Veteran plant growers know how to protect even their most delicate flowers and shrubs from threats like destructive insects and fungal infections. But when it came to protecting its IT infrastructure, a decades-old plant grower and distributor suddenly found itself vulnerable to an entirely different type of infection: ransomware.
On a Monday during a holiday weekend, the company’s CEO came into the office, intending to catch up on work and plan for the week ahead. But when he turned on his computer, he couldn’t open any applications or files. Instead, he was greeted with a message instructing him to send bitcoin to an email address in exchange for having his files unencrypted.
It turned out the business had become victim to an RYUK ransomware attack. RYUK is a type of malware dating back to 2018; it enables hackers to encrypt a business’s entire network, essentially holding the business’s IT infrastructure hostage until the business sends a ransom payment.
Unwilling to pay the ransom, the CEO immediately called his in-house IT manager, only to receive more bad news: While the company had been paying for a backup service, at some point the service discontinued its old software. Because the company had never received an upgrade, their backups had also been discontinued — even though they’d been paying for backups all along.
Meanwhile, the ransomware was spreading. It infected systems at all the company’s locations, and, on a holiday weekend, the company couldn’t find support close to home. The company even reached out to IT help desks in Australia and India…to no avail. The overseas help desks couldn’t help, either.
In the moments after the attack, company officials said they wished they could turn back time and invest in malware attack prevention, system testing, and verification of their back-ups. They knew it was time for a more holistic, comprehensive approach to their recovery efforts and their cybersecurity protections. They could no longer rely on a single in-house IT person or overseas help desks.
They turned to Xantrion.
Xantrion had come recommended by other service providers, and soon officials at the plant grower understood why. On the Tuesday after the attack, within hours of receiving the company’s call, a Xantrion team arrived at the company’s headquarters, bringing with them not just their expertise but several servers.
A monumental recovery effort commenced. Xantrion began building a new server infrastructure, incorporating whatever clean data the business still had on hand, including data from old backups. They also ordered dozens of new hard drives and began replacing them on computers throughout the company.
Because the company’s most sensitive data wasn’t impacted — including human resources data and customer credit card information — the business was able to open its doors to customers again once a couple of computers were back in operation. The company lost hundreds of thousands in sales and had limited operations for about a week, but without Xantrion’s help, the losses would have been even steeper.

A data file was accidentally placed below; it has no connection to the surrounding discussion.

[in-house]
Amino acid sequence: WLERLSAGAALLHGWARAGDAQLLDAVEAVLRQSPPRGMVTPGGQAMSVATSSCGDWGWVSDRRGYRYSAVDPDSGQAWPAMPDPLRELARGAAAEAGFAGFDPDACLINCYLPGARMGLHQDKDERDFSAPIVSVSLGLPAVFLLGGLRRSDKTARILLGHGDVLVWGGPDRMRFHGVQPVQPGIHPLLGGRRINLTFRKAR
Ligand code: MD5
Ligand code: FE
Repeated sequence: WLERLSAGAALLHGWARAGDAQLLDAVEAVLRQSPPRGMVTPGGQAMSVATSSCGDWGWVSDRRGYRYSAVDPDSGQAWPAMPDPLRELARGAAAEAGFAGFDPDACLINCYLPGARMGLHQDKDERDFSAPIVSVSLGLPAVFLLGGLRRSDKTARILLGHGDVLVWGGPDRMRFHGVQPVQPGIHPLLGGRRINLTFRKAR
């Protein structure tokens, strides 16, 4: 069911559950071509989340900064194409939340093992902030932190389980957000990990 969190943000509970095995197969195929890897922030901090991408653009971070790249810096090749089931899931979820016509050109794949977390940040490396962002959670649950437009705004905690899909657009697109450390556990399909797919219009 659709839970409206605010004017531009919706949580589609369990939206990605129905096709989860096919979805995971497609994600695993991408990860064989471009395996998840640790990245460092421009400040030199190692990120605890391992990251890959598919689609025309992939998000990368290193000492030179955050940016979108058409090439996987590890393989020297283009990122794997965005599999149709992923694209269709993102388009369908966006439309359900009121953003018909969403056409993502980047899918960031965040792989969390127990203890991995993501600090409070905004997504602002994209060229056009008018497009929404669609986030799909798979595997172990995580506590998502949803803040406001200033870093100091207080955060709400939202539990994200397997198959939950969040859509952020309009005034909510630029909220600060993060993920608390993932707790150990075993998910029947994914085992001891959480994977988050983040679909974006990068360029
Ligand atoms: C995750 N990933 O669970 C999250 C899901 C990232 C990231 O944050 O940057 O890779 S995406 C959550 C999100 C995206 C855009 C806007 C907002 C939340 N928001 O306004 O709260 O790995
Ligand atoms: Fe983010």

The impact of the attack lingered. For weeks, company officials felt as though they were caught flat-footed when customers asked about orders or documents they had emailed — these correspondences had vanished during the ransomware attack. They also wondered how the hackers got access to their networks in the first place, later determining that the likely point of entry was an employee’s errant click on a phishing email.
The company’s ordeal underscored the fact that the business’s leaders needed to protect against future attacks – they simply couldn’t afford to endure another serious hack. And they could no longer rely on the faulty assumption that small, regional businesses like plant nurseries could escape targeting by hackers. Their own experience proved otherwise.
Within a week of the attack, the company became a Xantrion managed IT client. Xantrion worked with the company to implement security protocols, strengthen its IT infrastructure and enact protocols to ensure backups are monitored and performed in a resilient manner. With Xantrion’s help, the company implemented two-factor authentication and identity monitoring, established employee training programs and deployed advanced protections to neutralize threats that arrive via email. The company also implemented internet and endpoint protection software, and instituted 24×7 network, system, and endpoint monitoring as well as issue remediation practices.
Today, after several years working with Xantrion, company officials and employees say they feel safe in their IT environment. They can count on backups being performed as promised and employees feel more confident when it comes to understanding cybersecurity best practices. The company has a resource to call in a time of need, thanks to Xantrion’s 24/7, U.S.-based help desk. And perhaps most importantly, with a reliable partner concentrating on their cybersecurity, the plant grower and distributor can focus on its core business, cultivating a better future for the business and its people.
If your company is ready to work with a managed security services provider, Xantrion is here to help. Our IT experts have helped hundreds of small and medium-sized businesses reduce IT support costs, improve cybersecurity and increase productivity. Contact us today to learn more.